There have always been problems, in short, for historians who want to suggest that the Vikings were peace-loving and misunderstood, and of these the most intractable is their penchant—at least as portrayed in chronicles and sagas—for gory ritual killings. Among several eminent victims of this practice, we might number the Saxon king Edmund the Martyr—who died in 869, tied to a tree (says the 10th-century Passio Sancti Eadmundi), thoroughly scourged and then used for target practice by Danish archers “until he was all covered with their missiles as with bristles of a hedgehog”—and Ælla, king of Northumbria, who in 867 is said to have met an even more unpleasant fate at Viking hands in a rite known as the “blood eagle.”

One does not have to search too far in the secondary sources to uncover explicit descriptions of what execution by the blood eagle entailed. At its most elaborate, sketched by Sharon Turner in the History of the Anglo-Saxons (1799) or J.M. Lappenberg in his History of England Under the Anglo-Saxon Kings (1834), the ritual involved several distinct stages. First the intended victim would be restrained, face down next, the shape of an eagle with outstretched wings would be cut into his back. After that, his ribs would be hacked from his spine with an ax, one by one, and the bones and skin on both sides pulled outward to create a pair of “wings” from the man’s back. The victim, it is said, would still be alive at this point to experience the agony of what Turner terms “saline stimulant”—having salt rubbed, quite literally, into his vast wound. After that, his exposed lungs would be pulled out of his body and spread over his “wings,” offering witnesses the sight of a final bird-like “fluttering” as he died.

Ragnar Hairy Breeches meets his end in King Ælla’s pit of vipers. From Hugo Hamilton, Teckningar ur Skandinaviens Äldre Historia (Stockholm 1830). Image: Wikicommons.

Well into the last century, most historians of the Vikings accepted that the blood eagle was deeply unpleasant but very real. According to the eminent medievalist J.M. Wallace-Hadrill, its possible victims were not only Ælla of Northumbria but also Halfdán, the son of Harald Finehair, king of Norway, and the Irish King Maelgualai of Munster in some interpretations, it is supposed that even Edmund the Martyr may have suffered the same fate.

To put these claims in context, it is necessary to note that each of these tormented royals died late in the ninth century or early in the 10th, and that two of them—Ælla and Edmund—were killed by Ivarr the Boneless, the most feared Viking of that day. Ivarr, in turn, was the son of the equally notorious (if  marginally historical) Ragnarr Loðbrók, whose name translates as “Ragnar Hairy Breeches.” Ragnarr is supposed to have been the Viking who sacked Paris in 845, and—at least according to the medieval Icelandic Þáttr af Ragnars sonum (Tale of Ragnar’s Sons)—he eventually met his end after being shipwrecked on the coast of the northern Anglo-Saxon kingdom of Northumbria. Captured by the local ruler, he was killed by being hurled into a pit of vipers.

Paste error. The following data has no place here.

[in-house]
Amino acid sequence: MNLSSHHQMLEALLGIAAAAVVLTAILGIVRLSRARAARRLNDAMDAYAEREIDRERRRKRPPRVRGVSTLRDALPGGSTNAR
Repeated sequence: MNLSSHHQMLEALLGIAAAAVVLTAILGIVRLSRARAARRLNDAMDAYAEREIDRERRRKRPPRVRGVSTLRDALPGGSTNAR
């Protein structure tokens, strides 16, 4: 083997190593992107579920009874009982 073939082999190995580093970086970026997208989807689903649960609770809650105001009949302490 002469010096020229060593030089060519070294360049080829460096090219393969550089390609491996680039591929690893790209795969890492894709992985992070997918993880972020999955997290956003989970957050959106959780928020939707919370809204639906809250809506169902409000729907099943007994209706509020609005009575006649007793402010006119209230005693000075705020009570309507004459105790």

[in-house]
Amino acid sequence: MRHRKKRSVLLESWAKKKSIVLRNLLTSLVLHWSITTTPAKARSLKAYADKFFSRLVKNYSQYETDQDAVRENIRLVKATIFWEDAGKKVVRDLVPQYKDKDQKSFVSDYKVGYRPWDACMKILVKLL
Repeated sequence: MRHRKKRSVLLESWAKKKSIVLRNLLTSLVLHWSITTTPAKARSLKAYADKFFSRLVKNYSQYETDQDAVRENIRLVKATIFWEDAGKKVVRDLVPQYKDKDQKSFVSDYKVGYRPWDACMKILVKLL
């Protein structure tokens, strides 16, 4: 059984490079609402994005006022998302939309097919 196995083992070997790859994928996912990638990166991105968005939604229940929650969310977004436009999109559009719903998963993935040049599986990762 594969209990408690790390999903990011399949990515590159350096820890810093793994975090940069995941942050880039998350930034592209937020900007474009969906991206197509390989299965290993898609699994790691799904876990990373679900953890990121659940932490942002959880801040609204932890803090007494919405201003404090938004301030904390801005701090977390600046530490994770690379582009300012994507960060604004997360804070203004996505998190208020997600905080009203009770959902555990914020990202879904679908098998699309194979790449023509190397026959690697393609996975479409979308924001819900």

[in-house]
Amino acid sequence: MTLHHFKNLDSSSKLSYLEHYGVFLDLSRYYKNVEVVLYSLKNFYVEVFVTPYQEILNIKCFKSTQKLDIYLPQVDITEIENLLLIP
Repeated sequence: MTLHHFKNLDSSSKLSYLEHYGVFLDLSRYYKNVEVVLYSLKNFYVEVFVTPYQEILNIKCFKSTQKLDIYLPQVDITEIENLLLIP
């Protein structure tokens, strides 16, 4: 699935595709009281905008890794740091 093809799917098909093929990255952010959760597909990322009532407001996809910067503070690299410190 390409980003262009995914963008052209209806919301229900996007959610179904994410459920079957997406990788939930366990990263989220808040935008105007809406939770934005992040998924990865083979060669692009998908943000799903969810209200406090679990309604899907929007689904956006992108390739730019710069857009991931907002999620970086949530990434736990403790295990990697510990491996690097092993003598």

It is only when this background is understood that the horrible death ascribed to Ælla makes much sense, because Ælla was the king who captured Ragnarr Loðbrók. By carving the blood eagle into Ælla’s back, Ivarr was avenging his father’s killing what’s more, Viking fury at Ragnarr’s death might also explain the appearance of the Danes’ Great Army in England at about this time. Since that army and its depredations proved to be the motor of some of the most vital episodes in Anglo-Saxon history—not least the rise and eventual triumph of King Alfred the Great—it is not surprising that many eminent scholars have accepted the historical reality of what Patrick Wormald termed this “ferocious sacrificial ritual.”

Perhaps the most prominent proponent of the blood eagle as a real ritual has been Alfred Smyth, the controversial Irish specialist in the history of Scandinavian kings in the British Isles during the ninth century. For Smyth, while King Ælla’s Northumbrian snake pit was a mere literary figment (a sensible conclusion, it must be said, given the scarcity of poisonous snakes in England),

it is difficult to believe that the details of this butchery were invented by a later medieval Norwegian compiler… the details explain precisely what the blood-eagle was all about … the fact that the term bloðorn existed as a meaningful concept in the Old Norse vocabulary indicates that it constituted a ritual form of slaying in its own right.

One key to the success of the Viking raiders of this period was their maneuverability. Shallow-draft longships allowed them to penetrate river systems and disappear at will.

In support of this thesis, Smyth cites the Orkneyinga Saga—a late-12th-century Icelandic account of the Earls of Orkney, in which another well-known Viking leader, Earl Torf-Einar, carves the blood eagle into the back of his enemy Halfdán Long-legs “by laying his sword in the hollow at the backbone and hacking all his ribs from the backbone down to the loins, and drawing out the lungs.” Smyth goes on to suggest that both Halfdán and Ælla were sacrifices to the Norse gods: “The sacrifice for victory,” he notes, “was a central feature of the cult of Oðinn .”